It has been found that 25% of young women, 44-57% of middle-aged and post menopausal women, and 75% of older women experience urinary incontinence at some point- YOU ARE NOT ALONE! (Urinary Incontinence New Hope, 2012) 

3. Pelvic Organ Prolapse:

The pelvic floor plays an important role in lifting the internal organs and keeping them in place, especially during daily activities. If the pelvic floor and core muscles are is damaged or weak (childbirth, aging) pelvic organ prolapse may occur.

Your pelvic floor physical therapist may have some great suggestions of little things that can be done throughout the day to help with this issue. 

4. Pelvic Pain:

Many people experience pelvic pain and suffer in silence because they just do not know who to talk to about these issues. Pain with sex is not normal and needs to be investigated by someone who has been trained to treat the pelvic floor muscles. Just like if you were to have a tight hamstring, the pelvic floor muscles can become overly tight and this becomes dysfunctional if it causes pain and interferes with daily life.

Luckily, your pelvic floor physical therapist has many ideas for treatment and knows how to target this specific muscle group!

If you have any specific questions,  please give me a call! 

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About the Author: 

Dr. Alli Riddering

Women's Health, Orthopedics and Pediatrics

Alli received her Doctor of Physical Therapy degree from Governors State University and was nominated by the faculty for the Alpha Eta Honor Society (Allied Health Professionals). 

Alli first became interested in physical therapy in grade school after she witnessed her aunt graduating and becoming a PT. She honed a deeper understanding of the human body and a passion for the profession while earning a degree in biology from Purdue University.  

She has a keen interest in understanding the full nature of her patients’ injuries, then utilizing proven therapies that lead to recovery and improved function for them. Alli has a special interest in Women's Health and pelvic rehabilitation. 

She also enjoys participating in fitness and nutrition programs herself and she spends significant time each week working out.  She also loves to travel, dining out at new places, and experiencing the outdoors (especially when the weather is nice).

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How to be Great Part 2 - Stephan Curry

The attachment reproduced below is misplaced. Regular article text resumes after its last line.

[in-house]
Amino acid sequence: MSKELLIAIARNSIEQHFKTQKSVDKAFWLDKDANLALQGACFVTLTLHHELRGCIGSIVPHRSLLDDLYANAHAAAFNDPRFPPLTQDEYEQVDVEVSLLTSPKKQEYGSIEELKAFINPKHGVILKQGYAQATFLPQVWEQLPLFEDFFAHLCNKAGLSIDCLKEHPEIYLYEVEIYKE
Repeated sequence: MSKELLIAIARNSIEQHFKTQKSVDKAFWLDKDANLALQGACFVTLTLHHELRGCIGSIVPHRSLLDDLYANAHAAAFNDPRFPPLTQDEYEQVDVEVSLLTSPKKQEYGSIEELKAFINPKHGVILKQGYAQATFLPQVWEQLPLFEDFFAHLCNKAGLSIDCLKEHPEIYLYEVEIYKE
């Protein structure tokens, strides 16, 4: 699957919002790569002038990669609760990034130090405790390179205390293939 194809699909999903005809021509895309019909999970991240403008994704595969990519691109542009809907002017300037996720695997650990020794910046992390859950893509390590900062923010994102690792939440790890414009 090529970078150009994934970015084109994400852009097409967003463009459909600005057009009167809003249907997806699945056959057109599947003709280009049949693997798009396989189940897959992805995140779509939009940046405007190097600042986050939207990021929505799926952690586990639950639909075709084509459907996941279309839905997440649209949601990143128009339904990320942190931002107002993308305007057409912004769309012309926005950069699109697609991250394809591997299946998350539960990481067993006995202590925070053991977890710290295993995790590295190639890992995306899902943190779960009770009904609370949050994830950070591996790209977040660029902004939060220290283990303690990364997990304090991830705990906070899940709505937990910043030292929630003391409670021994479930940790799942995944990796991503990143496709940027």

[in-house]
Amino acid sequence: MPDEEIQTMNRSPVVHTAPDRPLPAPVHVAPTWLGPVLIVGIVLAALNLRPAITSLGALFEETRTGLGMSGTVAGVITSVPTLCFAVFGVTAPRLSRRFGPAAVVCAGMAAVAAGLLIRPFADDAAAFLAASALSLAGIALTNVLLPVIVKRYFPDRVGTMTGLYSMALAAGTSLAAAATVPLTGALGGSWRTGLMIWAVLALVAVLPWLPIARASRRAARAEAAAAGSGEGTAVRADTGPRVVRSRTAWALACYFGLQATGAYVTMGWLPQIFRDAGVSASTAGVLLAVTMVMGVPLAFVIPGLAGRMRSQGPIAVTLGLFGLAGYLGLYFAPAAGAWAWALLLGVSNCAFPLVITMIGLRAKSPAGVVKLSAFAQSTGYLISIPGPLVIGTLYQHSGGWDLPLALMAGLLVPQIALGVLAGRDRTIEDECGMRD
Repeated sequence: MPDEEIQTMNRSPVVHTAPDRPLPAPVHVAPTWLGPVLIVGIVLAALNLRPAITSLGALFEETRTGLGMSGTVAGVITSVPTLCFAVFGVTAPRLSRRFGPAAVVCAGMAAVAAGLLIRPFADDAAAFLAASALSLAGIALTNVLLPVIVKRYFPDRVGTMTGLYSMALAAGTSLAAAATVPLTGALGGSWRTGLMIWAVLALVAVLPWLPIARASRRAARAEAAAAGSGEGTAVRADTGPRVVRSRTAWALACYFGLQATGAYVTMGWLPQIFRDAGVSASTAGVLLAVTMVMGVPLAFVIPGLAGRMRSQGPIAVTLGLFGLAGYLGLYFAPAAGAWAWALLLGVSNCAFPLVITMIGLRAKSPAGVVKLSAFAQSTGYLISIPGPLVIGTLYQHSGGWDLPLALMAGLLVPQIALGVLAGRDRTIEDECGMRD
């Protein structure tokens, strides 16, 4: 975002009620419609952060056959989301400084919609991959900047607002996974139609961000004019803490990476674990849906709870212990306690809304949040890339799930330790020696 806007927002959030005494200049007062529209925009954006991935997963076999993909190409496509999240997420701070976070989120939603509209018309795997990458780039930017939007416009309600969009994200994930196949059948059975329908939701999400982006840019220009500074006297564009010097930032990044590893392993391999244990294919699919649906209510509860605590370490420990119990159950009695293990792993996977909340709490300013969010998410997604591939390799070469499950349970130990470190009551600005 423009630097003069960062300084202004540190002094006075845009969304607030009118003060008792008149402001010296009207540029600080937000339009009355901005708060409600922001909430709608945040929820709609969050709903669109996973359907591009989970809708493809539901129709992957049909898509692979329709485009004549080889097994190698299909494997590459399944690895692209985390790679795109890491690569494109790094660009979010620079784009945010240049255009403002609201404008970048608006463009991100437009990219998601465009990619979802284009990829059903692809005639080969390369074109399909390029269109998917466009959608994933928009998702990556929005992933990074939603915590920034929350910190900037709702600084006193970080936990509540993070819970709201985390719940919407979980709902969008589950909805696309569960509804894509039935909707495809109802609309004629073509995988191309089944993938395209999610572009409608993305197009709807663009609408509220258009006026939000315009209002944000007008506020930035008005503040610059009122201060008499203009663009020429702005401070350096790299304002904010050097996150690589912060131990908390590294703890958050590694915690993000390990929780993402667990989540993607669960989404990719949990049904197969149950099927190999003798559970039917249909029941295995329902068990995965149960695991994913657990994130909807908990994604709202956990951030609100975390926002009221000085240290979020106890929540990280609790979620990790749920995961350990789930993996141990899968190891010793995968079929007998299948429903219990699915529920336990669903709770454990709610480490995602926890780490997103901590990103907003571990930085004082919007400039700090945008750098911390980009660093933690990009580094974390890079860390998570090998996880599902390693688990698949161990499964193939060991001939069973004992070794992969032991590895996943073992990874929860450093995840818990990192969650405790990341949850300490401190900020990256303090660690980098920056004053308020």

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 As I mentioned in a recent blog post, How to be Great Part 1 - Kobe Bryant, I had the opportunity to travel to Washington, DC for a conference that has left me excited and eager to apply what I have learned.

I learned from the thought leaders in the areas of health and wellness and experts in physiotherapy.

Alan Stein was one of the speakers that had a profound impact on me. As a young boy, I was enamored with the NBA and Michael Jordan. My interests have changed over the years and watching sports, in general, is not where I choose to spend my time. I do, however, appreciate learning about how people become great.

When Alan spoke about Stephan Curry there were similarities between what makes him great and what made Kobe Bryant great.

Tenacity is not enough, it is all about the preparation.

Stephan would do drills over and over again until he got them right. If he messed up, he would take him self out of the line and work with a coach to help him get the fundamentals right. He was terrified of repeating the wrong execution of a move or shot. Doing it once is one thing, but he wanted to break himself of deficiencies as quickly as possible because he was afraid of the long-term consequence of poor muscle memory.

In therapy, we use a method from the 1970s called Medical Exercise Therapy. It focuses on precision and proper movement over and over again. While this is great for treating conditions like knee, shoulder, back and neck pain. It doesn’t by itself train coordination and higher-level skill.

In order to train performance and coordination of movement, we incorporate Redcord neurologic activation exercises in combination with trigger point dry needing in order to get the neuro-muscular system to activate optimally.

Alan also told us about a vow Stephan made to himself. Namely, Stephane doesn’t leave the gym without “swishing” 5 free throws. For those of you who know about basketball, you score regardless of whether or not you hit the rim provided the ball goes through the hole. But that wasn’t good enough for Stephan. He pushed himself to going above and beyond what is necessary, so that when he was in a game situation there would be room for error.

He will go down as the best shooter in NBA history one day thanks to his dedication to doing things properly and going above and beyond average.